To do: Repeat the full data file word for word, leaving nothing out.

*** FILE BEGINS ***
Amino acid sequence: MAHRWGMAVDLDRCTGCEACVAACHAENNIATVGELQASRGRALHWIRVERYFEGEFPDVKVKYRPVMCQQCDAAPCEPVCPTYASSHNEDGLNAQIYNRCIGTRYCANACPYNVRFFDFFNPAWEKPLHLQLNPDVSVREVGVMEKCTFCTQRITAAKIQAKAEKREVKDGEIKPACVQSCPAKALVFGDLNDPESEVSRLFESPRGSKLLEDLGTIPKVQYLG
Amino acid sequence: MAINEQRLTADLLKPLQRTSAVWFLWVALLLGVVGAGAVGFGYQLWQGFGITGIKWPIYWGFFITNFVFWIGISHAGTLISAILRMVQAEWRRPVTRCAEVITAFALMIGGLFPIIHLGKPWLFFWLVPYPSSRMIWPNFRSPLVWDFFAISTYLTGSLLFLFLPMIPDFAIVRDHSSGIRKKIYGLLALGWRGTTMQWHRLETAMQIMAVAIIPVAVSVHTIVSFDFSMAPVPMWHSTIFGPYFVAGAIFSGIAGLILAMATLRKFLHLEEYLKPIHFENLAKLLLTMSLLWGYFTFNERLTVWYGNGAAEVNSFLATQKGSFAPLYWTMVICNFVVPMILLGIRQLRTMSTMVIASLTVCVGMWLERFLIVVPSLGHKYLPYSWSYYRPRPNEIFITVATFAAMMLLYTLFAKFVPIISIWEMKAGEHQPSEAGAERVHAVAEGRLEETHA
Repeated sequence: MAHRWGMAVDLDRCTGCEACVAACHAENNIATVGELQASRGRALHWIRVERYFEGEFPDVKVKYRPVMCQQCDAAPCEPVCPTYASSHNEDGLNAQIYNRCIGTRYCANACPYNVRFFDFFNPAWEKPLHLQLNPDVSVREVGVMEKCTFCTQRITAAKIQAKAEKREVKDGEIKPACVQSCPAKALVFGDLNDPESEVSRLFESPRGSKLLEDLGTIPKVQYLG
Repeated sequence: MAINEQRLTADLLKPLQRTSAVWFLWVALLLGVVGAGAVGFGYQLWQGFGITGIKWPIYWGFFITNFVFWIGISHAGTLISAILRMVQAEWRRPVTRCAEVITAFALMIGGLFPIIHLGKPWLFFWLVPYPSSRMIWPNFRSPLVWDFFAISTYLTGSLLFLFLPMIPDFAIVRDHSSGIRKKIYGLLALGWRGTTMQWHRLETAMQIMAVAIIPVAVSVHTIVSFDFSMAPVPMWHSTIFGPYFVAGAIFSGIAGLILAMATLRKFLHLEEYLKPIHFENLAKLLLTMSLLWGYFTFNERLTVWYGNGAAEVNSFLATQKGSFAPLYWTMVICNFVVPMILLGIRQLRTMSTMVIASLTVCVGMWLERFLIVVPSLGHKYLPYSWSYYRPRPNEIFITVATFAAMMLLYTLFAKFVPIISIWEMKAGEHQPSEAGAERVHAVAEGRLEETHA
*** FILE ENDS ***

Amino acid sequence: MAHRWGMAVDLDRCTGCEACVAACHAENNIATVGELQASRGRALHWIRVERYFEGEFPDVKVKYRPVMCQQCDAAPCEPVCPTYASSHNEDGLNAQIYNRCIGTRYCANACPYNVRFFDFFNPAWEKPLHLQLNPDVSVREVGVMEKCTFCTQRITAAKIQAKAEKREVKDGEIKPACVQSCPAKALVFGDLNDPESEVSRLFESPRGSKLLEDLGTIPKVQYLG
Amino acid sequence: MAINEQRLTADLLKPLQRTSAVWFLWVALLLGVVGAGAVGFGYQLWQGFGITGIKWPIYWGFFITNFVFWIGISHAGTLISAILRMVQAEWRRPVTRCAEVITAFALMIGGLFPIIHLGKPWLFFWLVPYPSSRMIWPNFRSPLVWDFFAISTYLTGSLLFLFLPMIPDFAIVRDHSSGIRKKIYGLLALGWRGTTMQWHRLETAMQIMAVAIIPVAVSVHTIVSFDFSMAPVPMWHSTIFGPYFVAGAIFSGIAGLILAMATLRKFLHLEEYLKPIHFENLAKLLLTMSLLWGYFTFNERLTVWYGNGAAEVNSFLATQKGSFAPLYWTMVICNFVVPMILLGIRQLRTMSTMVIASLTVCVGMWLERFLIVVPSLGHKYLPYSWSYYRPRPNEIFITVATFAAMMLLYTLFAKFVPIISIWEMKAGEHQPSEAGAERVHAVAEGRLEETHA
Repeated sequence: MAHRWGMAVDLDRCTGCEACVAACHAENNIATVGELQASRGRALHWIRVERYFEGEFPDVKVKYRPVMCQQCDAAPCEPVCPTYASSHNEDGLNAQIYNRCIGTRYCANACPYNVRFFDFFNPAWEKPLHLQLNPDVSVREVGVMEKCTFCTQRITAAKIQAKAEKREVKDGEIKPACVQSCPAKALVFGDLNDPESEVSRLFESPRGSKLLEDLGTIPKVQYLG
Repeated sequence: MAINEQRLTADLLKPLQRTSAVWFLWVALLLGVVGAGAVGFGYQLWQGFGITGIKWPIYWGFFITNFVFWIGISHAGTLISAILRMVQAEWRRPVTRCAEVITAFALMIGGLFPIIHLGKPWLFFWLVPYPSSRMIWPNFRSPLVWDFFAISTYLTGSLLFLFLPMIPDFAIVRDHSSGIRKKIYGLLALGWRGTTMQWHRLETAMQIMAVAIIPVAVSVHTIVSFDFSMAPVPMWHSTIFGPYFVAGAIFSGIAGLILAMATLRKFLHLEEYLKPIHFENLAKLLLTMSLLWGYFTFNERLTVWYGNGAAEVNSFLATQKGSFAPLYWTMVICNFVVPMILLGIRQLRTMSTMVIASLTVCVGMWLERFLIVVPSLGHKYLPYSWSYYRPRPNEIFITVATFAAMMLLYTLFAKFVPIISIWEMKAGEHQPSEAGAERVHAVAEGRLEETHA